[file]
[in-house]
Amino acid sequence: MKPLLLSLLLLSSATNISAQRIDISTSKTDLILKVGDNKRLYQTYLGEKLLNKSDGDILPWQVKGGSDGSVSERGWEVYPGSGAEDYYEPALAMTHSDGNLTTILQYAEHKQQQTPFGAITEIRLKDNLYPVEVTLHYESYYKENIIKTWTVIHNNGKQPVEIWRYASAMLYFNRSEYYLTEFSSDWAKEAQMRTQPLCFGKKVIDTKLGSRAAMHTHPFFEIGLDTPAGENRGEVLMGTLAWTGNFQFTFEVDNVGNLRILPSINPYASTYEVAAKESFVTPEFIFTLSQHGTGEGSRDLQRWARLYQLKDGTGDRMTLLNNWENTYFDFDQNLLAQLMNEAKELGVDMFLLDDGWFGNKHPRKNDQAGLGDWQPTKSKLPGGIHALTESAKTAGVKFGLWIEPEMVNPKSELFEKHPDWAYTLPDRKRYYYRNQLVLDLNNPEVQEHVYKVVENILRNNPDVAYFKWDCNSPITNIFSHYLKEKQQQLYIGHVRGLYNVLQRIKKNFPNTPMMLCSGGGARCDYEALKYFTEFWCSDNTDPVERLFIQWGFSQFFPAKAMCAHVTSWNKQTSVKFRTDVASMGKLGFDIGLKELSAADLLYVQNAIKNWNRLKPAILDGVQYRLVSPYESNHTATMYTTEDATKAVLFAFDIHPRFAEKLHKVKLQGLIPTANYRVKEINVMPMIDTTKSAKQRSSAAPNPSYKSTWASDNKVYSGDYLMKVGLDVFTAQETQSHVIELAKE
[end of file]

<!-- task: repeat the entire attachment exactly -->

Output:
[in-house]
Amino acid sequence: MKPLLLSLLLLSSATNISAQRIDISTSKTDLILKVGDNKRLYQTYLGEKLLNKSDGDILPWQVKGGSDGSVSERGWEVYPGSGAEDYYEPALAMTHSDGNLTTILQYAEHKQQQTPFGAITEIRLKDNLYPVEVTLHYESYYKENIIKTWTVIHNNGKQPVEIWRYASAMLYFNRSEYYLTEFSSDWAKEAQMRTQPLCFGKKVIDTKLGSRAAMHTHPFFEIGLDTPAGENRGEVLMGTLAWTGNFQFTFEVDNVGNLRILPSINPYASTYEVAAKESFVTPEFIFTLSQHGTGEGSRDLQRWARLYQLKDGTGDRMTLLNNWENTYFDFDQNLLAQLMNEAKELGVDMFLLDDGWFGNKHPRKNDQAGLGDWQPTKSKLPGGIHALTESAKTAGVKFGLWIEPEMVNPKSELFEKHPDWAYTLPDRKRYYYRNQLVLDLNNPEVQEHVYKVVENILRNNPDVAYFKWDCNSPITNIFSHYLKEKQQQLYIGHVRGLYNVLQRIKKNFPNTPMMLCSGGGARCDYEALKYFTEFWCSDNTDPVERLFIQWGFSQFFPAKAMCAHVTSWNKQTSVKFRTDVASMGKLGFDIGLKELSAADLLYVQNAIKNWNRLKPAILDGVQYRLVSPYESNHTATMYTTEDATKAVLFAFDIHPRFAEKLHKVKLQGLIPTANYRVKEINVMPMIDTTKSAKQRSSAAPNPSYKSTWASDNKVYSGDYLMKVGLDVFTAQETQSHVIELAKE